When doing page layout, picas and points rule. I think the real reason this system of measurement was created was that it is divisible by 2, 3, 6, and 9, with nice, whole, round, easy, no-decimal-point numbers. You might say that it has a higher resolution in an abstract concept.

    Now if only we could get the engineers at Adobe to fix InDesign paper-size settings to be in inches (like Quark), because, at least in the U.S., paper is spec’d in inches, so we’d be getting somewhere. (And maybe we can get them to change “crop marks” to “trim marks,” which is what they really are.)

    Sometimes I am old-school, but, well, ever since computers, everyone’s a typographer, and they should darn well learn something about typography!

  7. serge paulus says:

    Here in Europe we do use mm or pica (in XPress).

    I made a “typometer” in Illustrator with a whole sort of measurements, including picas/mm.

    Here is it:

    • Olga says:

      Serge, could you explain for novices how to use your typometre?

      • serge paulus says:

        When I have to copy an existing layout without the digital assets (I mean, I don’t have the Indesign file, but I have to remake a book or magazine), many questions occur: What is the font size, the leading, the thickness of the rules, grey values in frames, etc.?

        And you have to measure anything else in the layout.

        That’s where this tool is useful — you can download it and print it on a film in order to put it on the page and measure things.

  8. Thamalek says:

    I find picas invaluable when designing items to be folded, as it is easier to figure out thirds (i.e., a “z” fold on an 8-1/2″ x 11″ page) in pica than in inches.

  9. In Adobe’s defense, they do allow you to use an assortment of measurement systems (Pics, Inches, Inches Decimal, Millimeters, Centimeters, Cicero, Agates, Pixels, and Custom). For many years I taught my public-relations students to use points and picas. I gave them math problems on tests to force them to learn how to use the system (public relations and journalism majors tend to have trouble with math). I also used them myself for many years. However, it’s a lot easier to do math in base 10 (inches decimal) than it is in base 6 or 12. Seven and a quarter (7.25) inches is a lot easier to calculate and remember than 43p6. Yes, you eventually get good at it, but do we need it any more with all of the quick measurement innovations in our design programs?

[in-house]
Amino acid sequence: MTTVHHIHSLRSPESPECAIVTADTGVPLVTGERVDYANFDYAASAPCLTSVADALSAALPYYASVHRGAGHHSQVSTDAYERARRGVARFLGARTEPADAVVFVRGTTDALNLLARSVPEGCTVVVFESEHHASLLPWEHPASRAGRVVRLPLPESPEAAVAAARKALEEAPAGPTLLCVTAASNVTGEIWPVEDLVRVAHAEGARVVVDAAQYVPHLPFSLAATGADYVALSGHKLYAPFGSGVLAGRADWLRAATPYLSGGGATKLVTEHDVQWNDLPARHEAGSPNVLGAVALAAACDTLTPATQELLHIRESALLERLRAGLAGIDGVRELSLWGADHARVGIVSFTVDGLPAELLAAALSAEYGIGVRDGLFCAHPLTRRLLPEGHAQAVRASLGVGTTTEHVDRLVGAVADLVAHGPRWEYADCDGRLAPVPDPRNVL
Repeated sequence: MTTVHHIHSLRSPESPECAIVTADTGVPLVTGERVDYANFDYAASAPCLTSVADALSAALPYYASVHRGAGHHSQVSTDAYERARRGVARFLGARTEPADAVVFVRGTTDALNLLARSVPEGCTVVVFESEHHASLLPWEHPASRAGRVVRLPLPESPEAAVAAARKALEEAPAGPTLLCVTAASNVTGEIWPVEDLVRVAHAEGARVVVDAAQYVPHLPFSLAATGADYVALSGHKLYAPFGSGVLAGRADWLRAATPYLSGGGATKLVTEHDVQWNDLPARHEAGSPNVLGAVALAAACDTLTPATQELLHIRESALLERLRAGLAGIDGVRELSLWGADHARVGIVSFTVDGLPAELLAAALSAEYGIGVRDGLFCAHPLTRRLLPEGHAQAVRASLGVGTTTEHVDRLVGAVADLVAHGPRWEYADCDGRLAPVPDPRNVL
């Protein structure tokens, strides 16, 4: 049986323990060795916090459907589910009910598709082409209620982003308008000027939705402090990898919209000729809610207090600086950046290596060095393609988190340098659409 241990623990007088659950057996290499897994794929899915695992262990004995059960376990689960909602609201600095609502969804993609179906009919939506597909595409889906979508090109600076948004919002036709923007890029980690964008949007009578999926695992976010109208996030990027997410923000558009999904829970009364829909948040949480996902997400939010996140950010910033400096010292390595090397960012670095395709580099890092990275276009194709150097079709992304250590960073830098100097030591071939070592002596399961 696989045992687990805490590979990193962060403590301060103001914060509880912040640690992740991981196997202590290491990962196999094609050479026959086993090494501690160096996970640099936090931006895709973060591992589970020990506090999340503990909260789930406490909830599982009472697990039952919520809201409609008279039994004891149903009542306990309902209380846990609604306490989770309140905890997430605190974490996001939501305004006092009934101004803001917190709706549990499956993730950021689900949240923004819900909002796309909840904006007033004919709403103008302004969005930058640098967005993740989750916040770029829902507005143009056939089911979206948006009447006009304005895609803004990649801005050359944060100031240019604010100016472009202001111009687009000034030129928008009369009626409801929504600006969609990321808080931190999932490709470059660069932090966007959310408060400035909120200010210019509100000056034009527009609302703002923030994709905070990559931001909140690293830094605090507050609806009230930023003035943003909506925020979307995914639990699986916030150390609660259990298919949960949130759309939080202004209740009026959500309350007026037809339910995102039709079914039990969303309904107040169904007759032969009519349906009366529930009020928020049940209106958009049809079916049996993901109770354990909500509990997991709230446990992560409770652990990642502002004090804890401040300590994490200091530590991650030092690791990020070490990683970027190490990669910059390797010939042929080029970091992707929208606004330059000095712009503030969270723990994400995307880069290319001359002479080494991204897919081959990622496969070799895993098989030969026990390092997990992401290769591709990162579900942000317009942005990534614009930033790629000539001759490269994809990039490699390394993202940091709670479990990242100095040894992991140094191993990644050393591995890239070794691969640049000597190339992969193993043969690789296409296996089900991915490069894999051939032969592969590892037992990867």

Also, “smart grids” and “snap to guides” make most layout and design very easy; you do not need to use the ruler at all. Additionally, since you can specify the size of objects (text or graphic boxes) automatically, why would you be off?

    As suggested by someone else earlier, I teach my students to make their own guides on transparency sheets; that way, you can easily overlay it on a printed document to check type sizes, line weights, spacing, length, halftones, color, etc., whatever your needs are. The C-Thru ruler company also makes a lot of — you guessed it — see-through rulers that are great tools. The GA-86 (not transparent), and the GA-96 (see-through) are excellent, and you can get them for about six bucks online (I paid $20 for the first one I saw at a university bookstore 20 years ago).

    • Stephanie says:

      I also have a C-Thru GA-96 see-through ruler. It has a computer picas scale, computer points scale, leading gauge, line widths (from hairline to 12pt) and inches. Great tool. Wouldn’t be without it.

  10. judy warren says:

    I am self-taught (so I do most things the hard way!), hardly knew the computer four years ago, and am doing all sorts of web/print work. This topic was a HUGE help. I now understand how the measurements work and will be helped tremendously by your sharing of this topic.

    Keep the information coming; I have learned a lot with my subscription to Before & After magazine!

  11. Eco Mouse says:

    I’d have to say that if you are in the page layout and design field, you should not be using inches. Totally amateurish. Picas are quick and easy to see. If you use them enough, the mental translation is nothing. i.e., 21 x 12 is a business card. The “One-Pica Rule” for distance between objects still stands as the best visual layout spacing.